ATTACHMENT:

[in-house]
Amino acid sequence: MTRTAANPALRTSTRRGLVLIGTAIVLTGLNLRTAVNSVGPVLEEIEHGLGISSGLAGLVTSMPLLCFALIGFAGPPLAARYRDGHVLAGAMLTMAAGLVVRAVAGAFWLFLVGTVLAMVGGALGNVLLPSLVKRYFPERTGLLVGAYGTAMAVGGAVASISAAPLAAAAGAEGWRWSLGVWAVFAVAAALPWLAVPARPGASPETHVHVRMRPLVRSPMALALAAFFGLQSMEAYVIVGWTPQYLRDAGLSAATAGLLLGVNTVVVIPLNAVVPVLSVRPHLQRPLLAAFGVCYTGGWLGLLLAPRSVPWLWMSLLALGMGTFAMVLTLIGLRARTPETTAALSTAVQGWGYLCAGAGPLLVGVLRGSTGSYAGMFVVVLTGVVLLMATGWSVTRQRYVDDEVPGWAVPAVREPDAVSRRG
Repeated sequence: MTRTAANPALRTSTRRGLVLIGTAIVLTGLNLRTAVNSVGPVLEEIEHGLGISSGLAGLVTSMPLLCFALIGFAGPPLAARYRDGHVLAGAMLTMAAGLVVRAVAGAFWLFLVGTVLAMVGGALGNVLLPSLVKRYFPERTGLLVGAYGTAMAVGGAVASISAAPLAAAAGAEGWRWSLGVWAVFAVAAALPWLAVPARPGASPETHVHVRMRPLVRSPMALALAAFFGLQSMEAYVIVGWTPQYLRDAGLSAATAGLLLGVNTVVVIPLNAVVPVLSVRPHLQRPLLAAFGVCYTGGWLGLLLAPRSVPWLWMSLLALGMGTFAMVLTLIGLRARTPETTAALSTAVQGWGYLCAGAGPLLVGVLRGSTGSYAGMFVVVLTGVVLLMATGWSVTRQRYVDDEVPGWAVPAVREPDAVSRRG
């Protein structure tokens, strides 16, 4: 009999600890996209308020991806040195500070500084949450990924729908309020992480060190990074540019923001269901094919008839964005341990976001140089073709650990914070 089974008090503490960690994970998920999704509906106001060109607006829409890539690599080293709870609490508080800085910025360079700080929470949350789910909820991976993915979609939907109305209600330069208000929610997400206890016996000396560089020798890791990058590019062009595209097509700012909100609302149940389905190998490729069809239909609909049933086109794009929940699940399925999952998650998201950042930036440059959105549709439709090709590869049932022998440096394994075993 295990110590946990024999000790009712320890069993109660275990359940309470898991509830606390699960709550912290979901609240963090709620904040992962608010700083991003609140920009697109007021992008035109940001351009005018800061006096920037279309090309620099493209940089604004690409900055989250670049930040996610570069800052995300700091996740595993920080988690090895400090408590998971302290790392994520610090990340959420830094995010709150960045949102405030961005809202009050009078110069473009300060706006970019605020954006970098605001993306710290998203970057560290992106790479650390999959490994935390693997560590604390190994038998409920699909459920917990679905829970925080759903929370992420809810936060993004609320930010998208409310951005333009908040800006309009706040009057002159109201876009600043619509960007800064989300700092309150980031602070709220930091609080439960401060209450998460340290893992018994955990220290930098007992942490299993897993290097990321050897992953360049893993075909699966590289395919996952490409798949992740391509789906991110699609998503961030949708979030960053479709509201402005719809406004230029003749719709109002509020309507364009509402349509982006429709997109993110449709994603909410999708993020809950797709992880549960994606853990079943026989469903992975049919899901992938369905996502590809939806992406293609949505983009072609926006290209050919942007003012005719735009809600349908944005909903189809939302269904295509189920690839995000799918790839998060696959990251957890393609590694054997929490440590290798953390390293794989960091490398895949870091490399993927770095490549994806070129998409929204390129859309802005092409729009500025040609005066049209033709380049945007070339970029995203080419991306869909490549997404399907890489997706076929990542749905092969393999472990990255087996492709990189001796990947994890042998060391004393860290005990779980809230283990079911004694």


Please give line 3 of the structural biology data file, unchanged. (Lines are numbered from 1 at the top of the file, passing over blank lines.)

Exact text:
Repeated sequence: MTRTAANPALRTSTRRGLVLIGTAIVLTGLNLRTAVNSVGPVLEEIEHGLGISSGLAGLVTSMPLLCFALIGFAGPPLAARYRDGHVLAGAMLTMAAGLVVRAVAGAFWLFLVGTVLAMVGGALGNVLLPSLVKRYFPERTGLLVGAYGTAMAVGGAVASISAAPLAAAAGAEGWRWSLGVWAVFAVAAALPWLAVPARPGASPETHVHVRMRPLVRSPMALALAAFFGLQSMEAYVIVGWTPQYLRDAGLSAATAGLLLGVNTVVVIPLNAVVPVLSVRPHLQRPLLAAFGVCYTGGWLGLLLAPRSVPWLWMSLLALGMGTFAMVLTLIGLRARTPETTAALSTAVQGWGYLCAGAGPLLVGVLRGSTGSYAGMFVVVLTGVVLLMATGWSVTRQRYVDDEVPGWAVPAVREPDAVSRRG